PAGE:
Unfortunately, none of them are good options.
Health insurance premiums have already spiked since passage of Obamacare as insurers pad their reserves in anticipation of the uncertainties of reform implementation. According to the human resource consultancy Aon Hewitt, average employee out-of-pocket costs for healthcare have increased by 38% since 2010 vs. 29% in the three years before that.
Their 2012 Healthcare Survey found that employer spending on employee healthcare costs over that six year period increased by 40%, while employees’ out-of-pocket and payroll costs for their healthcare increased by 82%, virtually erasing any income gains during that six-year period.
The Massachusetts precedent with health reform suggests more of the same – and an even faster escalation of health insurance premiums as Obamacare is implemented. That experience may be tempered, however, by the deteriorating economy that’s caused premium increases to grow less aggressively over the past few years – although they still roughly double non-healthcare inflation.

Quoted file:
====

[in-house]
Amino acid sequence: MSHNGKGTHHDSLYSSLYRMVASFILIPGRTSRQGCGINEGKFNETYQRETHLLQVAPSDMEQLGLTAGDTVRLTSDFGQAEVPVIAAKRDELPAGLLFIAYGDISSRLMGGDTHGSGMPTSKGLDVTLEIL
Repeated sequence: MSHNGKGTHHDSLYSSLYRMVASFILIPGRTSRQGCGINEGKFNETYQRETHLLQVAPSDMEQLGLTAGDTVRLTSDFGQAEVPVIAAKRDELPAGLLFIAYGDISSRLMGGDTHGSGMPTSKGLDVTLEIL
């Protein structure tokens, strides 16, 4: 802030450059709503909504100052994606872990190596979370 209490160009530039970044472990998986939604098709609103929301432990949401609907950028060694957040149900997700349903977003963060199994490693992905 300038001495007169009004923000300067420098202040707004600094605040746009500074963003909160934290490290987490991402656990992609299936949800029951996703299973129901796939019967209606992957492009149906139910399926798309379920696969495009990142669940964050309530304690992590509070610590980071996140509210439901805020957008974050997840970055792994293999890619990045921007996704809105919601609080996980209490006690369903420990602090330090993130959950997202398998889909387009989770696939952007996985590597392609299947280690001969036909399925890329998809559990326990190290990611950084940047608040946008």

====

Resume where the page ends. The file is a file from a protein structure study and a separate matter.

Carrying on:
Even under current circumstances, the average employee with health insurance is paying about 40% or more of her or his total medical costs out-of-pocket.
And a glitch in how the Obamacare legislation was drafted means that fewer families will receive subsidies for private health insurance purchased through insurance exchanges. The problem revolves around how “affordable” health insurance is defined.
The law defines it based on the cost of individual insurance, not family coverage that can cost three times as much. This means that many families won’t be eligible for subsidies and will either need their employers to make up the difference or pay it themselves. The differential between individual and family health plans approximates $10,000 a year, so this is a major flaw that will hurt a lot of Americans financially.
All these factors combined put most Americans in the self-insurance business whether they like it or not.